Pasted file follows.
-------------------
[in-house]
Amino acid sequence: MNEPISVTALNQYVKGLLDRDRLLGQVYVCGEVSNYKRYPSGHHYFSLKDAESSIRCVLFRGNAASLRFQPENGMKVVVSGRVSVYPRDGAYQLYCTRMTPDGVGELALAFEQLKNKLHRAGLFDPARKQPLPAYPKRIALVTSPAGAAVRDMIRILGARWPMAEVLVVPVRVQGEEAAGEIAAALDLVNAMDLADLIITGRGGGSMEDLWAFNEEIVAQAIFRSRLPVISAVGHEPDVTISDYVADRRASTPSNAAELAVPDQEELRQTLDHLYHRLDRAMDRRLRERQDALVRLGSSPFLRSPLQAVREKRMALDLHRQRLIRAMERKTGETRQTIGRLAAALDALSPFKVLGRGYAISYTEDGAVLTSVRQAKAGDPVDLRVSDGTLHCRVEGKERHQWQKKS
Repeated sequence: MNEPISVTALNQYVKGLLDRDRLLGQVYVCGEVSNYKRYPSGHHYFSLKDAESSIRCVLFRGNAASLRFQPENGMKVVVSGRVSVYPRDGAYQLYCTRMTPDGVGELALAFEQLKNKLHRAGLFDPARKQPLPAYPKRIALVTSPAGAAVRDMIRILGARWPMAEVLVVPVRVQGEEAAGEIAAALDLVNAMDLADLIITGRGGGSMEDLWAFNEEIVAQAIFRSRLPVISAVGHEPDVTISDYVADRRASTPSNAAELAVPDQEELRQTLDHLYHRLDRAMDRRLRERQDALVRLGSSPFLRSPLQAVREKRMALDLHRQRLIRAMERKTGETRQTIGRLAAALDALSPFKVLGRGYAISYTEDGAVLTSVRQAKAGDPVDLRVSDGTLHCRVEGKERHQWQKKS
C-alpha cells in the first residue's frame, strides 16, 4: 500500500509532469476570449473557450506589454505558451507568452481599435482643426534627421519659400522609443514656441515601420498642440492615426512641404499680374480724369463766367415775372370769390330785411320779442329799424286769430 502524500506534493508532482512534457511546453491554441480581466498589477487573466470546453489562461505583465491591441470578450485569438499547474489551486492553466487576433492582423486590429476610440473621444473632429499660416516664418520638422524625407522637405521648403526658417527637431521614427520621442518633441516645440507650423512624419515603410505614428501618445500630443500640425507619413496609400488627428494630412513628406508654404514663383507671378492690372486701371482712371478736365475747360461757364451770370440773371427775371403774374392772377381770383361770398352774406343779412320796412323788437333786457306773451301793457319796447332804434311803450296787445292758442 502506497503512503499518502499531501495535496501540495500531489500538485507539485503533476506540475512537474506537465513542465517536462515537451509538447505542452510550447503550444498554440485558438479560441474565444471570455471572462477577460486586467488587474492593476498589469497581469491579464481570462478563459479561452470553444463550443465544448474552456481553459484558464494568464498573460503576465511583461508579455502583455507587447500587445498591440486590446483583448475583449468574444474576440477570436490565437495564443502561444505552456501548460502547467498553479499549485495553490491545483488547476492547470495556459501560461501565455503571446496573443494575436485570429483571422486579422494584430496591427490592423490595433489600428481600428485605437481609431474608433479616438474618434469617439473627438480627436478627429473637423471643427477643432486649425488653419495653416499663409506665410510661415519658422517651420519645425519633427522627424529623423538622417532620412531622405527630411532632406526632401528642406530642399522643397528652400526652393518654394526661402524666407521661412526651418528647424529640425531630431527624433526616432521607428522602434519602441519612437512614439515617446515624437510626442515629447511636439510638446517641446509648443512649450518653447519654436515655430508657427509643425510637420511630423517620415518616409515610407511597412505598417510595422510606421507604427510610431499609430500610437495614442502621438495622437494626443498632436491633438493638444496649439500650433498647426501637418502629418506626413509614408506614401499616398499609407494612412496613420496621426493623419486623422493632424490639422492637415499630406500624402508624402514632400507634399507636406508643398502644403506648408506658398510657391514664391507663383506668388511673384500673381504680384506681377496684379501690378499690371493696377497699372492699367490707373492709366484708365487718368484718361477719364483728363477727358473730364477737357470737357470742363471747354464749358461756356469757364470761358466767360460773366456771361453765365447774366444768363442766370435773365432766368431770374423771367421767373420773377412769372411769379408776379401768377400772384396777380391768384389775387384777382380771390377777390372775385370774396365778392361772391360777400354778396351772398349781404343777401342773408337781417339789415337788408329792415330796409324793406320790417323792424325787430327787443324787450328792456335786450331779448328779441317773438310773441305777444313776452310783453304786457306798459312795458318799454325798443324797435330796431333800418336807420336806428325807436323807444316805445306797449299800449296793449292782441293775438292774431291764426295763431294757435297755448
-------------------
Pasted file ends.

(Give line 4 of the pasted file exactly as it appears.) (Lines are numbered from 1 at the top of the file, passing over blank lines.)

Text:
C-alpha cells in the first residue's frame, strides 16, 4: 500500500509532469476570449473557450506589454505558451507568452481599435482643426534627421519659400522609443514656441515601420498642440492615426512641404499680374480724369463766367415775372370769390330785411320779442329799424286769430 502524500506534493508532482512534457511546453491554441480581466498589477487573466470546453489562461505583465491591441470578450485569438499547474489551486492553466487576433492582423486590429476610440473621444473632429499660416516664418520638422524625407522637405521648403526658417527637431521614427520621442518633441516645440507650423512624419515603410505614428501618445500630443500640425507619413496609400488627428494630412513628406508654404514663383507671378492690372486701371482712371478736365475747360461757364451770370440773371427775371403774374392772377381770383361770398352774406343779412320796412323788437333786457306773451301793457319796447332804434311803450296787445292758442 502506497503512503499518502499531501495535496501540495500531489500538485507539485503533476506540475512537474506537465513542465517536462515537451509538447505542452510550447503550444498554440485558438479560441474565444471570455471572462477577460486586467488587474492593476498589469497581469491579464481570462478563459479561452470553444463550443465544448474552456481553459484558464494568464498573460503576465511583461508579455502583455507587447500587445498591440486590446483583448475583449468574444474576440477570436490565437495564443502561444505552456501548460502547467498553479499549485495553490491545483488547476492547470495556459501560461501565455503571446496573443494575436485570429483571422486579422494584430496591427490592423490595433489600428481600428485605437481609431474608433479616438474618434469617439473627438480627436478627429473637423471643427477643432486649425488653419495653416499663409506665410510661415519658422517651420519645425519633427522627424529623423538622417532620412531622405527630411532632406526632401528642406530642399522643397528652400526652393518654394526661402524666407521661412526651418528647424529640425531630431527624433526616432521607428522602434519602441519612437512614439515617446515624437510626442515629447511636439510638446517641446509648443512649450518653447519654436515655430508657427509643425510637420511630423517620415518616409515610407511597412505598417510595422510606421507604427510610431499609430500610437495614442502621438495622437494626443498632436491633438493638444496649439500650433498647426501637418502629418506626413509614408506614401499616398499609407494612412496613420496621426493623419486623422493632424490639422492637415499630406500624402508624402514632400507634399507636406508643398502644403506648408506658398510657391514664391507663383506668388511673384500673381504680384506681377496684379501690378499690371493696377497699372492699367490707373492709366484708365487718368484718361477719364483728363477727358473730364477737357470737357470742363471747354464749358461756356469757364470761358466767360460773366456771361453765365447774366444768363442766370435773365432766368431770374423771367421767373420773377412769372411769379408776379401768377400772384396777380391768384389775387384777382380771390377777390372775385370774396365778392361772391360777400354778396351772398349781404343777401342773408337781417339789415337788408329792415330796409324793406320790417323792424325787430327787443324787450328792456335786450331779448328779441317773438310773441305777444313776452310783453304786457306798459312795458318799454325798443324797435330796431333800418336807420336806428325807436323807444316805445306797449299800449296793449292782441293775438292774431291764426295763431294757435297755448